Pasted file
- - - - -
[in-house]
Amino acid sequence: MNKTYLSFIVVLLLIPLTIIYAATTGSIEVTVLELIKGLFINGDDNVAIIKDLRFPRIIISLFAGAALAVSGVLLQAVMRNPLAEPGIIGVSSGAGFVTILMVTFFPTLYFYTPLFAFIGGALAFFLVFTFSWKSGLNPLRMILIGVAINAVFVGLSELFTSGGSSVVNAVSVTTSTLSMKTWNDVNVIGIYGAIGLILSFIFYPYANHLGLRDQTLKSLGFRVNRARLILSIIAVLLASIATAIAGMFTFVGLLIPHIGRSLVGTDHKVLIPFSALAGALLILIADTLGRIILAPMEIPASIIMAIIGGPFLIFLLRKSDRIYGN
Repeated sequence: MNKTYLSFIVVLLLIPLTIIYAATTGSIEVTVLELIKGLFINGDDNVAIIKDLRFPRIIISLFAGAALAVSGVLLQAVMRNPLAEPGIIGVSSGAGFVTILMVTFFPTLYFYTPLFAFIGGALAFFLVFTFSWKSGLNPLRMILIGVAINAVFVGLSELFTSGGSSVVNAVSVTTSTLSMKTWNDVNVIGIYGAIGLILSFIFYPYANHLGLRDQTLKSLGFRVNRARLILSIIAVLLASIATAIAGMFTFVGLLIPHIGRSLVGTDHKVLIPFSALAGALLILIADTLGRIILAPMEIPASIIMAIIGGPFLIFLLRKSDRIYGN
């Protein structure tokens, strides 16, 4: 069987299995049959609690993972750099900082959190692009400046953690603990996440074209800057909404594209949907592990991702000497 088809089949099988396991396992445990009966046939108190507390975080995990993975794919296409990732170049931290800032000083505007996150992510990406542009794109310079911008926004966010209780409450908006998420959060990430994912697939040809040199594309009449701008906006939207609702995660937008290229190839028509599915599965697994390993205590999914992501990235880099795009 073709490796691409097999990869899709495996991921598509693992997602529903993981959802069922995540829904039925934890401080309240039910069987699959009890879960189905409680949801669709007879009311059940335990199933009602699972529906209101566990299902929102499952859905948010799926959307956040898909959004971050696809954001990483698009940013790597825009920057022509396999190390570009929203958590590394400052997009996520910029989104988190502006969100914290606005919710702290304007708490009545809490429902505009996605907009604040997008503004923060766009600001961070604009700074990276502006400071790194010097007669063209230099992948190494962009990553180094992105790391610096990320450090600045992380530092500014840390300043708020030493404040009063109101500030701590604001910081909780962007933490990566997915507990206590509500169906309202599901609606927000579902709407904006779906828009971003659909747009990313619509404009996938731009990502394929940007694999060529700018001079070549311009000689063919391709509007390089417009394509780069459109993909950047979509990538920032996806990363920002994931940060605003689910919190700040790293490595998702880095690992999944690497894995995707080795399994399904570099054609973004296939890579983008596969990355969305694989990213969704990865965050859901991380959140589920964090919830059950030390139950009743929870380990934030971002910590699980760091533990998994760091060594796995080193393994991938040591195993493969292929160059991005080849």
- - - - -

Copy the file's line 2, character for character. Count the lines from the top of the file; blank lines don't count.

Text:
Amino acid sequence: MNKTYLSFIVVLLLIPLTIIYAATTGSIEVTVLELIKGLFINGDDNVAIIKDLRFPRIIISLFAGAALAVSGVLLQAVMRNPLAEPGIIGVSSGAGFVTILMVTFFPTLYFYTPLFAFIGGALAFFLVFTFSWKSGLNPLRMILIGVAINAVFVGLSELFTSGGSSVVNAVSVTTSTLSMKTWNDVNVIGIYGAIGLILSFIFYPYANHLGLRDQTLKSLGFRVNRARLILSIIAVLLASIATAIAGMFTFVGLLIPHIGRSLVGTDHKVLIPFSALAGALLILIADTLGRIILAPMEIPASIIMAIIGGPFLIFLLRKSDRIYGN